The other day, a bit of snow fell in Holland, and for a few hours, it was almost impossible to go home. I was standing on a train platform in one of the most densely populated countries in the world, and barely 10 cm of snow had fallen, but half of the trains had suddenly been cancelled. Despite that, most people assumed that getting home on time was a right – and so they packed themselves into trains until the doors wouldn’t shut, and one woman who didn’t make it banged on the side of the train as it struggled to leave the station under the weight of nearly five times as many passengers than usual. She managed to wrench open a window from the outside, shouting at all of the people inside about how incredibly selfish they were, she had to get home too. inconceivable that a better thing to do might be to wait (wait for the few flakes of snow to stop falling, wait for the rush hour traffic to clear, wait for a better idea). Now, I don’t want to sound all superior, but I come from a time and a place where this kind of weather is commonplace for at least 8 months of the year, and even though 10 cm wouldn’t even make anyone’s head turn there, I’ve been in the situation too often to think that I have a right to anything when snow starts falling. (It should perhaps be said that the woman shouting at the passengers sardined on the train was not Dutch, but either Canadian or American and probably should have known better too.) It was a remarkable display of our inability to see any other option – to not leave work early, or stay until things had settled. I eventually went back to work to sit it out, but noticed that I’d already instinctively begun to mentally (and physically) prepare myself to walk home. I ate an enormous supper, packed chocolate into my bag because I’d already mapped out the walk and knew that most of it would be through a forest or on an exposed polder. I tried to charge my phone but couldn’t find a cord, so I turned it off because I knew it had only enough juice for a couple of calls. Now, this may sound extreme, but that walk through the woods and over the polder to Amsterdam is about 25 km. I craved it (and still do, days later). The snow would have been undisturbed, not already trampled to ice as it was in the city and on the way to the train station. The snow would have absorbed the noise of the traffic on the roads that ring the polder and the soft glow of lights from the insides of houses that sit along the river I’d follow would be my marker.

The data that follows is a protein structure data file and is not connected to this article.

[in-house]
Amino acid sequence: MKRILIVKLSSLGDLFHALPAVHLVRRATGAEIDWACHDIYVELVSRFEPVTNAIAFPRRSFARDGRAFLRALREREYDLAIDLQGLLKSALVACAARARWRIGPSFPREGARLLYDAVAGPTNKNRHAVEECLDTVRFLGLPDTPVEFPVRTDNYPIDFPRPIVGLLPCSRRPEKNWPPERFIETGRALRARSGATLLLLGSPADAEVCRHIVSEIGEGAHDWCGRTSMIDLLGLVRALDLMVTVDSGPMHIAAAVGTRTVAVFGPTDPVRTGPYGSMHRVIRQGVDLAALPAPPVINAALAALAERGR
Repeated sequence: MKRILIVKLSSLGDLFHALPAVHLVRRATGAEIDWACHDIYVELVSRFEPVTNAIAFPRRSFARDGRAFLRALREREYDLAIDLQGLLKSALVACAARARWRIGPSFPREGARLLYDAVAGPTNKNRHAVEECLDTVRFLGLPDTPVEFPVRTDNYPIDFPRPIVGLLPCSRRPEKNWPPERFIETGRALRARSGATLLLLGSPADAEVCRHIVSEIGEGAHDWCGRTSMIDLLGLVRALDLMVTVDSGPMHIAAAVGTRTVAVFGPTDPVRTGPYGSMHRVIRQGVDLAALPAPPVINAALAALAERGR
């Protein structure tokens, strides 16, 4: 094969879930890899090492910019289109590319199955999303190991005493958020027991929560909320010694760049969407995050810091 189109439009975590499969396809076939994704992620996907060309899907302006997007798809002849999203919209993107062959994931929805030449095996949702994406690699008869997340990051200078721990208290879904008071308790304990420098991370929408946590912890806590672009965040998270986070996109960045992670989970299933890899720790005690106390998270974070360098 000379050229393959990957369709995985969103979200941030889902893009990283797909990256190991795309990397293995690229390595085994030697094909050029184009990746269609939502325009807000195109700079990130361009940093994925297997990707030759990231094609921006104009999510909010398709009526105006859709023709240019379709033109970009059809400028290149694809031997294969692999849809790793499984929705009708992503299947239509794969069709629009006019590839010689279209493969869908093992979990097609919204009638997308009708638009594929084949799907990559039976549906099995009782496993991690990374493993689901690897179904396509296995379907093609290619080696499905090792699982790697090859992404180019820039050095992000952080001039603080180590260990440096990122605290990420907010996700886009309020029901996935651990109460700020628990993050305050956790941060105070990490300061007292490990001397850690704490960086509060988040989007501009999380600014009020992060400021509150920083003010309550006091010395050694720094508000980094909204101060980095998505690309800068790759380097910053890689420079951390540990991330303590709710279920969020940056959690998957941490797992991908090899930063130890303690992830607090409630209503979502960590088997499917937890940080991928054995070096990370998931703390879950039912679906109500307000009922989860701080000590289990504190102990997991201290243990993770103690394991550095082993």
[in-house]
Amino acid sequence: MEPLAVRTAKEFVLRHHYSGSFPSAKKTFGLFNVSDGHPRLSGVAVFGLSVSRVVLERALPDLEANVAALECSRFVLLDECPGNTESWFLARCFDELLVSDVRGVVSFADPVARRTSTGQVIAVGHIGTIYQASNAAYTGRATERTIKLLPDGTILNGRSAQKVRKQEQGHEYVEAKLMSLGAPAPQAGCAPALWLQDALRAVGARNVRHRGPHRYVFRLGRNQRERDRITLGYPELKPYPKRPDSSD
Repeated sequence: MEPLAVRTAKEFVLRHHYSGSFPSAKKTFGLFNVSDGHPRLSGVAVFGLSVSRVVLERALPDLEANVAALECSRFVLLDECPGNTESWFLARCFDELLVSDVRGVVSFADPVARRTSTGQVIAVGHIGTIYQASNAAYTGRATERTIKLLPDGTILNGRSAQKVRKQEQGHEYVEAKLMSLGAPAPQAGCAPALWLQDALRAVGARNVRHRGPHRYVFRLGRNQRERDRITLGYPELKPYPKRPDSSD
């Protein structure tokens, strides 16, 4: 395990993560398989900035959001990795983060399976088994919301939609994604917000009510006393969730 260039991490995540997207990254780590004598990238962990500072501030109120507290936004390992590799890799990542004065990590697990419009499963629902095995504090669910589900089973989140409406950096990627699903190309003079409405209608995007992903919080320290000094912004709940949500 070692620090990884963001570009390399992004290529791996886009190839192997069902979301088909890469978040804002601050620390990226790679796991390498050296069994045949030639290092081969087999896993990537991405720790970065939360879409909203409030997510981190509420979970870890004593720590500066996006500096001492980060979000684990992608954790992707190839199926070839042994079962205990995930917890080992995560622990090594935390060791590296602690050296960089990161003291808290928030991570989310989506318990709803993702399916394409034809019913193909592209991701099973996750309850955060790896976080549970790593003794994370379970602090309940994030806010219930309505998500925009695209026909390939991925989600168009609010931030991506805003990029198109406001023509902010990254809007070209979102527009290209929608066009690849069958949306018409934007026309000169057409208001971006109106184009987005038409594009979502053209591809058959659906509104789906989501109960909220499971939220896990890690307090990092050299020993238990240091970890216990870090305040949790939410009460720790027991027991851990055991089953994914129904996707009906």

In the end, I didn’t walk. I don’t know why, but I decided to go back to the train station. The train arrived only a few minutes late, and was nearly empty. And as I walked out of the building I work in, towards the station, as I sat on the train, I regretted that I hadn’t walked. I regretted it because I craved it, the feel of walking a long distance through snow, in silence. Both of these things are impossible in The Netherlands, let alone at the same time. I regretted it because it was something I would have done in a previous life, in my Canadian life, where spending a few hours alone in the snow was not unusual but standard fare, and it was not the small, sharp pang of regreat that quickly fades when the mind is taken over by other things, but a long, insidious one that lingers for a few years, if not a lifetime, seeping and blurring its way into one’s conciousness.
I regretted it because I should have done it, because it was a rare opportunity to do it, and yet I took the train. I sat on it listening to people complain about having to wait in the cold (it was 0°C) and how the only compensation the train company had offered them for disrupted service due to snow (which was now no longer disrupted, and on time) was free coffee. One side of me wanted to shout “It’s snow. It tends to slow things down!” while the other wanted to shout “You’re on your way home! You are not stranded! This is nothing!”
I’ve been thinking a lot lately about survival. Real survival. How fur trappers or explorers in Canada a few hundred years ago had to survive an entire winter of -40° without fixed shelter and on rations of food, no free coffee, carrying everything under their own weight. How glorious it would feel to accomplish that, to survive the misery, to feel the feet begin to thaw in spring – how glorious spring would feel after that too!
But perhaps this is more about how our landscape affects us, shapes our instinct. I watched an episode of Northern Exposure a few days ago, the one where Joel Fleischman, a NY city born, raised and educated doctor who has been sent to a tiny town in Alaska for four years to pay off a student loan, starts to panic because he’s worried he’s losing his edge. It comes to him during a conversation he has about snowshoes with an old-timer, and also when he realizes he’s left his wallet in the town bar. He races back to get it, assuming the worst, and is pretty disappointed to find that it’s still there, money and all. For the viewer, it’s obvious that Joel hasn’t lost his edge – or at least that he has more edge than anyone else in town, that the NYC instinct is still there, but for Joel it’s sheer panic that his identity is changing, that things he’s taken for granted are shifting, and that who he thought he was might turn out to be capable of being someone else.
I used to believe that you always took your country with you, that where you grew up was what stayed with you, for all time. But now I have to work at keeping the Canadian part of me alive, and regret is just a manifestation of that loss. Fortunately the instinct is still there, a reminder that it is work, but still possible.